As a project manager, your job is to see the entire project reach 100% completion. To get there, you’ll need strategic, expert communication that generates alignment on your project right from the beginning. What do you need to make that happen? A project roadmap template is the best tool available to help you do exactly that.
The project roadmap probably won’t make it on the cool-kid list of the most popular project management charts. But it might just be one of the most significant in helping you lead your team across the finish line.
This article has everything you need to create a project roadmap template for any project. After reading, you will:
- Know what a project roadmap is and why it’s important;
- Be able to describe the difference between the project roadmap and the project plan;
- Understand the key elements of a project roadmap;
- Get started on building your very own project roadmap template today;
- Feel confident to present the overview of any project to key stakeholders.
Let’s get started.
What Is a Project Roadmap?
A project roadmap is a concise, high-level overview of a project that includes milestones, deliverables, and a timeline among other elements. It’s a visual representation of what will happen and when it will happen in the project. It should also be a real-time indicator of what’s going on at any point in the project.
Because a roadmap focuses on the big picture, it’s the primary tool that communicates the strategic vision for the project. It can also be an integral piece to helping your team be as effective as possible as they work together.
Project Roadmap vs. Project Plan
What’s the difference between a project roadmap and a project plan? They aren’t the same thing, but they are related.
Put simply, a project roadmap is a high-level view of your project while a project plan is a detailed view of the project. Let’s take a closer look at each.
The project plan is a detailed document that outlines the who, what, when, where, and how of the project. It’s one very large document that actually consists of several smaller documents, such as the project charter, the statement of work, contracts, the scope management plan, the quality management plan, the schedule management plan, the cost management plan, and so on.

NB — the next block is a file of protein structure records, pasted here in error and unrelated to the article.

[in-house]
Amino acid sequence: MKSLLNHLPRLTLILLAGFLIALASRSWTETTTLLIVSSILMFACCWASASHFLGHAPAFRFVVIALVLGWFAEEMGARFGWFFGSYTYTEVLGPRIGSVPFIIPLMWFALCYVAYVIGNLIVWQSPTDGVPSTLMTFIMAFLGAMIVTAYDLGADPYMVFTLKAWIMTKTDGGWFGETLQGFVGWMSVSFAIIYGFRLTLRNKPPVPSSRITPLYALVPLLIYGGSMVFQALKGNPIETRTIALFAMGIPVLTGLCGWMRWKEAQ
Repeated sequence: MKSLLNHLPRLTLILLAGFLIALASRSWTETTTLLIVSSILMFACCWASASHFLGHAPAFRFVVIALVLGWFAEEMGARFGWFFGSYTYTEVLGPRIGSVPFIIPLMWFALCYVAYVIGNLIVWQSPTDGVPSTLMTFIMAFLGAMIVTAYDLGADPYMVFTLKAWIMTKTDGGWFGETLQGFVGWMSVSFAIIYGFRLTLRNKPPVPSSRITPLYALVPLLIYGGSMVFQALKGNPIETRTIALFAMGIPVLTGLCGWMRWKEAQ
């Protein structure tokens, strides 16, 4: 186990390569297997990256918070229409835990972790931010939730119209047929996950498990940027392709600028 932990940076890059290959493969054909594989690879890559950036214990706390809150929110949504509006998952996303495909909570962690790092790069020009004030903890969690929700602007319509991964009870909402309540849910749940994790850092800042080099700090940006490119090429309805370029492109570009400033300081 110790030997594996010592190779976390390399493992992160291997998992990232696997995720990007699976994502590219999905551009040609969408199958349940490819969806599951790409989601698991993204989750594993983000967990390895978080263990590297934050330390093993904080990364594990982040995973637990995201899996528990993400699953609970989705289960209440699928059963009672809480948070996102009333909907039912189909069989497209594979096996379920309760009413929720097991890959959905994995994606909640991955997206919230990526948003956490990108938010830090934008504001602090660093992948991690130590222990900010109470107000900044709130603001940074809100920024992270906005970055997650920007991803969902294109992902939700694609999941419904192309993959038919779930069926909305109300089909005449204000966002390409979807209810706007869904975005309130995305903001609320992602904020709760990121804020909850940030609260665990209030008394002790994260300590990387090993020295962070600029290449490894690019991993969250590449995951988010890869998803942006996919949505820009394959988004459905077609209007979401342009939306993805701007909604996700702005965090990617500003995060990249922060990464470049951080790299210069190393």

In some ways, the project roadmap is a visual summary of the project plan. It takes the essential elements of the plan and provides a bite-size, big picture view so that the team and key stakeholders can find relevant information quickly.
The roadmap is important for communication, but keep in mind that it’s not a reporting tool, per se. Think of the roadmap more like a reference tool for a status update of the project at any one point in time. It’s there for when someone on the project needs an immediate check-in.
On the other hand, anyone who needs to know about the finer details of any aspect of the project can consult the project plan when necessary.
What Kind of Projects Need a Roadmap?
It’s tempting to think you can skip over creating a roadmap. After all, who needs a simple document that only contains high-level information? As we showed above, it’s helpful to start with the roadmap before building the detailed project plan. It’s also helpful for your team and stakeholders.
But does every project need a roadmap?
Any project with specific goals, a budget, a timeline, and multiple stakeholders should use a project roadmap. And let’s be honest: that’s most projects!
Your roadmap gives everyone involved a quick, clear picture of the defined scope, cost factors, criteria, requirements, communication expectations, and any risks facing the project.
For example, if you are a company like LawRank that provides SEO services to clients, you would need a project roadmap to highlight the main focuses of your plan for each client–what web design is going to suit this company’s branding, what content you should create for the client’s blog, how you can optimize their on-site optimization, and much more.
Just like a reliable map when you’re on a road trip, the roadmap makes for easier navigation as you go through the project.
So let’s ask it again: what kind of projects need a roadmap?
Your project does!
What Are the Key Elements of a Project Roadmap?
When creating a project roadmap, remember that there isn’t a one size fits all approach. As the Project Manager, you get to take control and craft it in such a way that the design makes the most sense for you and your team. However, there are several basic elements that you should include in your roadmap for it to have maximum effectiveness.
- Objectives. What was the glorious, dynamic benefit your sales team promised to the customer in the first place? That’s your objective. It’s the “why” behind everything that happens in the project.
- Deliverables. What is the end-user ultimately receiving? Deliverables are those tangible things that enable the objective to be accomplished.